In re Robert D., 345 Ill. App. 3d 769, 803 N.E.2d 1067, 281 Ill. Dec. 446 (2d Dist. 2004). Errors demonstrating noncompliance with statutory provisions that appear on the face of a record may render a judgment erroneous even if not raised at trial; furthermore, such errors may be considered on appeal under a doctrine analogous to plain error.
In re Robert D., 345 Ill. App. 3d 769, 803 N.E.2d 1067, 281 Ill. Dec. 446 (2d Dist. 2004). The issue of whether an involuntary admission was statutorily defective because it did not list the name and address of a substitute decision maker or state that a diligent inquiry had been made to determine if he had one, presents a question of law that we review de novo.
In re Michelle J., 209 Ill. 2d 428, 808 N.E.2d 987, 283 Ill. Dec. 699 (2004). In this case, the court found that whether section 3-807 of the Code may be satisfied based on testimony of an expert witness who has not personally examined the respondent presents a question of statutory construction which we review de novo.
In re O.C., 338 Ill. App. 3d 292, 788 N.E.2d 116, 273 Ill. Dec. 287 (4th Dist. 2003). The trial court’s decision will not be reversed unless it is against the manifest weight of the evidence. Involuntary commitment was against the manifest weight of the evidence because insufficient evidence supported the trial court’s finding of a reasonable likelihood of future harm.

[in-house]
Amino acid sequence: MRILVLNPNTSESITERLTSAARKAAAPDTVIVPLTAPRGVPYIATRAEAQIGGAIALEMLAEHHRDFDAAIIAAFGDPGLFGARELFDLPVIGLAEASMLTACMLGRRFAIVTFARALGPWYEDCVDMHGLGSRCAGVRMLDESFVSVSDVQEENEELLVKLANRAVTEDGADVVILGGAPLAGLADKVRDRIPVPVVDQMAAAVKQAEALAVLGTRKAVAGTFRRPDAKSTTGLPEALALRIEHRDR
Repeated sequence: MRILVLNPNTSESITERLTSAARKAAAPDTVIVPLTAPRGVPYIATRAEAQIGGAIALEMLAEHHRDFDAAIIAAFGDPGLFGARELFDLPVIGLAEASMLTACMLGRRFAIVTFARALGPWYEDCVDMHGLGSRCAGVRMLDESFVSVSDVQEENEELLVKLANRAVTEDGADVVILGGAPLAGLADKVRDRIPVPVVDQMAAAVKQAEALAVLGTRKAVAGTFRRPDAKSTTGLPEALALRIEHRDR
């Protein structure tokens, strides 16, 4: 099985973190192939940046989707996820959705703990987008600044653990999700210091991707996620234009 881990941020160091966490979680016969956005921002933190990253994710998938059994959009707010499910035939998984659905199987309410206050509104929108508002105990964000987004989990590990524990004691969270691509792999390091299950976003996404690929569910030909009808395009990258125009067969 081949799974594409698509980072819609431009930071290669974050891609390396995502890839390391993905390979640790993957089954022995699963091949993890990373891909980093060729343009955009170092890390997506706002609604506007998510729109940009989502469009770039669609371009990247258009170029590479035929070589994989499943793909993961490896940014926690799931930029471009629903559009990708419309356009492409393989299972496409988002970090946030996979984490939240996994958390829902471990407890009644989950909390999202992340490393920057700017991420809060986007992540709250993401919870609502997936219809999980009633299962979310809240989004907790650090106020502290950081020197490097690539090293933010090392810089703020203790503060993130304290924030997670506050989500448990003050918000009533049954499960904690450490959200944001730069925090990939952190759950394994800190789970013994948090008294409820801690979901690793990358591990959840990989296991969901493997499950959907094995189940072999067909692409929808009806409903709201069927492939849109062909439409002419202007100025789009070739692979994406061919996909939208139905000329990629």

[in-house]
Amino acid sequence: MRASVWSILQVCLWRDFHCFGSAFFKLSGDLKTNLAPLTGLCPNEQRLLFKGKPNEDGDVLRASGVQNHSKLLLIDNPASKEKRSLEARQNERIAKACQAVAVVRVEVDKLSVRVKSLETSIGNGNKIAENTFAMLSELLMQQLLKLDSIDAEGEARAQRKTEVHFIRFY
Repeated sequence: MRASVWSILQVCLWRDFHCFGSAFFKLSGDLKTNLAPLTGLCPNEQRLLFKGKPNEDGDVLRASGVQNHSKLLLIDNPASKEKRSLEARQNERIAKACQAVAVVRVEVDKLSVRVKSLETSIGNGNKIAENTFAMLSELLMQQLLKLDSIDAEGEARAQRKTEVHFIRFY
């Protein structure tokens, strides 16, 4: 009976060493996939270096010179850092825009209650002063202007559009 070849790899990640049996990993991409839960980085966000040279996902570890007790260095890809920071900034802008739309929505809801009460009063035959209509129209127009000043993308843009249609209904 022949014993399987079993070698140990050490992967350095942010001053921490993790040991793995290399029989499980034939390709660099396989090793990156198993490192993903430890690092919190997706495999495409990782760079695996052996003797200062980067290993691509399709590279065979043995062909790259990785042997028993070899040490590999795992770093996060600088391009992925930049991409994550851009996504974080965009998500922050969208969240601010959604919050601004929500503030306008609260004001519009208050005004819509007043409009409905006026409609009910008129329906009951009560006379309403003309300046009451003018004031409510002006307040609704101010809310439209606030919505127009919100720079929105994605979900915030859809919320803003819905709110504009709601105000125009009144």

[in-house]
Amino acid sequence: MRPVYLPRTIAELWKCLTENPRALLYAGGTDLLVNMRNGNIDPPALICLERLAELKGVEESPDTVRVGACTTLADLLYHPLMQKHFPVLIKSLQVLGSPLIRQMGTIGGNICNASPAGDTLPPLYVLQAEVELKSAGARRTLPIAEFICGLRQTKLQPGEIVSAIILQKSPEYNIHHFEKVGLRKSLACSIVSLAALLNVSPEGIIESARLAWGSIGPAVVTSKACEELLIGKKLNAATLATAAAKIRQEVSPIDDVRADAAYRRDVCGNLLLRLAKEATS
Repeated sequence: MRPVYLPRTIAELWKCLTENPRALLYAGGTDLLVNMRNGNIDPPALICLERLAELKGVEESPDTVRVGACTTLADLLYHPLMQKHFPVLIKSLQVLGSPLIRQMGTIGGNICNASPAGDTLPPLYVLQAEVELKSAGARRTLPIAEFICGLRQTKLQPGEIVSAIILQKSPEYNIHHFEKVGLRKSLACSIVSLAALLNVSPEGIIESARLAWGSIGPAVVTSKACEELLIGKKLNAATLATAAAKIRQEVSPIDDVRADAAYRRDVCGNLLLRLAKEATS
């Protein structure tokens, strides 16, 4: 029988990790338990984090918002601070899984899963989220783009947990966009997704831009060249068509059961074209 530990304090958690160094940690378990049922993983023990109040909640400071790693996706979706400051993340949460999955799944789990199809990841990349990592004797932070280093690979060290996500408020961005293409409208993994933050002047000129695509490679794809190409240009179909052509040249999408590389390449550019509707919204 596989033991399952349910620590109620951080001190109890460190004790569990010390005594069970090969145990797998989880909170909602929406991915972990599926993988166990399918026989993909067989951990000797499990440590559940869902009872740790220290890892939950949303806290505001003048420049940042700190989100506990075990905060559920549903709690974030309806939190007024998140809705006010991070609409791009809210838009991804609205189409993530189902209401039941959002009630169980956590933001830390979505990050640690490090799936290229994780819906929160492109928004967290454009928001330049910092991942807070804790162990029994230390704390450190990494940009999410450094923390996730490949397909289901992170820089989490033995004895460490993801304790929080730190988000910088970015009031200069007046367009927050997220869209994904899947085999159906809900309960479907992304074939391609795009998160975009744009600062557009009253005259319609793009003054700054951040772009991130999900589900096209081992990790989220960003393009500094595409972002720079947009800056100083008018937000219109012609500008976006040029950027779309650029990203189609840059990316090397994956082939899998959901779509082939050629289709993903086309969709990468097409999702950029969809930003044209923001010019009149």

In re Tyrone S., 339 Ill. App. 3d 495, 791 N.E.2d 157, 274 Ill. Dec. 361 (1st Dist. 2003), appeal denied by 205 Ill. 2d 584, 803 N.E.2d 483, 281 Ill. Dec. 79 (2003). A finding by a circuit court that a person is subject to involuntary admission is given great deference and will not be set aside even if the reviewing court, after applying the clear and convincing standard, would have ruled differently. Determination should not be reversed unless it is manifestly erroneous.
In re Christopher P., 342 Ill. App. 3d 336, 795 N.E.2d 323, 276 Ill. Dec. 970 (5th Dist. 2003). On review, the circuit court’s factual findings are entitled to great deference because it stands in the best position to weight the credibility of all the witnesses. A circuit court’s decision is not manifestly erroneous unless the error is clearly evident, plain, and indisputable.
In re Robert S., 213 Ill. 2d 30, 820 N.E.2d 424, 289 Ill. Dec. 648 (2004). Respondent raises constitutional questions concerning the construction and application of sections 2-107.1 and 3-804 of the Code. The standard of review for determining whether an individual's constitutional rights have been violated is de novo. We apply the same standard in matters of statutory construction.
In re Nancy A. , 344 Ill. App. 3d 540, 801 N.E.2d 565, 279 Ill. Dec. 891 (1st Dist. 2003). A trial court's decision to grant a plaintiff’s motion for voluntary dismissal without considering a potentially dispositive defense motion will not be reversed unless there was abuse of discretion.